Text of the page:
Herman Aguinis, University of Colorado at Denver

Necessary Components for


Describing Competencies
Definition
Description of specific behaviors
When competency demonstrated
When competency not demonstrated

Suggestions for developing the competency

Prentice Hall, Inc. 2006

Herman Aguinis, University of Colorado at Denver

Choose Measurement System


Comparative system
Compares employees with each other

Absolute system
Compares employees with pre-specified
performance standard

Prentice Hall, Inc. 2006

Herman Aguinis, University of Colorado at Denver

Comparative Systems

Simple rank order


Alternation rank order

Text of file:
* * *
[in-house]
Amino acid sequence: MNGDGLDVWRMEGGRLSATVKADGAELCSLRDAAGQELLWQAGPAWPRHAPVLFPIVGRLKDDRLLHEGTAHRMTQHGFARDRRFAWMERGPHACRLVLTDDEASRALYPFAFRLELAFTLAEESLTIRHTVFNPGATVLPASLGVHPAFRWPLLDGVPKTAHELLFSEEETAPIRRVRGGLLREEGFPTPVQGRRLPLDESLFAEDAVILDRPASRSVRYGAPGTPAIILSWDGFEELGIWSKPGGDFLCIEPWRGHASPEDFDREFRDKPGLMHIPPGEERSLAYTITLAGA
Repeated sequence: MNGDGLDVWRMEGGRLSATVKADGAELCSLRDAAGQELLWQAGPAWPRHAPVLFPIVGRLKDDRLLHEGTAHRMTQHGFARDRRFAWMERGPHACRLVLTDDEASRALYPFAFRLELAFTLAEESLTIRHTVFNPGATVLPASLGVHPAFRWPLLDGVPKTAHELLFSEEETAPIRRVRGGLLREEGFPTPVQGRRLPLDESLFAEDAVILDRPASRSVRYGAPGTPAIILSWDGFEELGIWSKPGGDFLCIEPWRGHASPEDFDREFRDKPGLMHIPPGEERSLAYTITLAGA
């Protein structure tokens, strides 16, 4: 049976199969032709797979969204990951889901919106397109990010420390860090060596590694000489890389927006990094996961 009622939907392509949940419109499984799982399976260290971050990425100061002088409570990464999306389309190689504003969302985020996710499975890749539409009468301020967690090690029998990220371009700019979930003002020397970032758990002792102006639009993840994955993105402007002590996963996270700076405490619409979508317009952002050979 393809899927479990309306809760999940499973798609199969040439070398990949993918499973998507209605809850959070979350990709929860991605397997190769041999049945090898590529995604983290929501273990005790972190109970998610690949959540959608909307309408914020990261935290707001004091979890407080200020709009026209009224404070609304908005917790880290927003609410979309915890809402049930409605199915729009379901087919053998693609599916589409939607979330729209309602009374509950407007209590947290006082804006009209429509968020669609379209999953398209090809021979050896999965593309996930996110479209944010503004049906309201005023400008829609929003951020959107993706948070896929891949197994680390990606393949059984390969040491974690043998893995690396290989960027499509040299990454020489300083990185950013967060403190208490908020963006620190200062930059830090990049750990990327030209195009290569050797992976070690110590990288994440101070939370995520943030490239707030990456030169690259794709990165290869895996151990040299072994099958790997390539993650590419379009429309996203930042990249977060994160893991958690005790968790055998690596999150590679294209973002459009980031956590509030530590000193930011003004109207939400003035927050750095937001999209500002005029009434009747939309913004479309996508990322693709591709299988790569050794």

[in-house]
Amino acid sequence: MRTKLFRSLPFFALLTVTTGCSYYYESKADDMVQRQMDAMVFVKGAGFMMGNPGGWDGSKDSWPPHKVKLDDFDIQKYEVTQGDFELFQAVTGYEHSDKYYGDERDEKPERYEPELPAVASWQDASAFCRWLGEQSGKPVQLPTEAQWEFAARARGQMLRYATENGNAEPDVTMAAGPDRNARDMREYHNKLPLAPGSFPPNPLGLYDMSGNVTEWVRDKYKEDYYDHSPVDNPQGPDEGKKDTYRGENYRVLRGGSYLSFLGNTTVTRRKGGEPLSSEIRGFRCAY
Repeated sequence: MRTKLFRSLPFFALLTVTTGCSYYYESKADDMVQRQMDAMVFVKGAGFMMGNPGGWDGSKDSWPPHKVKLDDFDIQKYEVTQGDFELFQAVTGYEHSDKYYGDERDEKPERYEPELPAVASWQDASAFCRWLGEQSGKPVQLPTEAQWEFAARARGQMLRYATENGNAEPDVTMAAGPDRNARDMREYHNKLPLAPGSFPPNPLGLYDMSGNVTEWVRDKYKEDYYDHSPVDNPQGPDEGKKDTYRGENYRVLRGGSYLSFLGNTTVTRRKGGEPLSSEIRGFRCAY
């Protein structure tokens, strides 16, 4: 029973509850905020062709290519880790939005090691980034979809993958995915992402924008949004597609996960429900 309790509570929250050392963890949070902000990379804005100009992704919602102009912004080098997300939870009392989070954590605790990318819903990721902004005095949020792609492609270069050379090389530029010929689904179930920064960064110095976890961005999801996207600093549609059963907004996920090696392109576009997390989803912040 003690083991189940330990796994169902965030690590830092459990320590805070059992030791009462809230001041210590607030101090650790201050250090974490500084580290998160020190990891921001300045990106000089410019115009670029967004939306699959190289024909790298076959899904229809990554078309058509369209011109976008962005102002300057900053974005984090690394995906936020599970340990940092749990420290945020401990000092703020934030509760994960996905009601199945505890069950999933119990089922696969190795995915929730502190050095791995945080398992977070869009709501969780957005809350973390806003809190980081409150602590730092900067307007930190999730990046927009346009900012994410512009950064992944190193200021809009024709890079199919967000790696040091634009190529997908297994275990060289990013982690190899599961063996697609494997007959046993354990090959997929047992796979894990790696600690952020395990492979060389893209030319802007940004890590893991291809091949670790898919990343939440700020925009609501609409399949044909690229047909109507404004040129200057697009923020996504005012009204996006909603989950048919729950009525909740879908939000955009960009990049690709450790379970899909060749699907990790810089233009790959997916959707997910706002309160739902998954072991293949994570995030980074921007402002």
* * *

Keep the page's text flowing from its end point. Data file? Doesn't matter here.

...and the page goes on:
Paired comparisons
Forced distribution

Prentice Hall, Inc. 2006

Herman Aguinis, University of Colorado at Denver

Advantages of Comparative Systems


Easy to explain
Straightforward
Better control for biases and errors found in
absolute systems
Leniency
Severity
Central tendency

Prentice Hall, Inc. 2006

Herman Aguinis, University of Colorado at Denver

Disadvantages of Comparative Systems


Rankings may not be specific enough for
Useful feedback
Protection from legal challenge

No information on relative distance between


employees
Specific issues with forced distribution method

Prentice Hall, Inc. 2006

Herman Aguinis, University of Colorado at Denver

Absolute Systems

Essays
Behavior checklists
Critical incidents
Graphic rating scales

Prentice Hall, Inc. 2006

Herman Aguinis, University of Colorado at Denver

Essays
Advantage:
Potential to provide detailed feedback

Disadvantages:
Unstructured and may lack detail
Depends on supervisor writing skill
Lack of quantitative information; difficult to use in
personnel decisions

Prentice Hall, Inc. 2006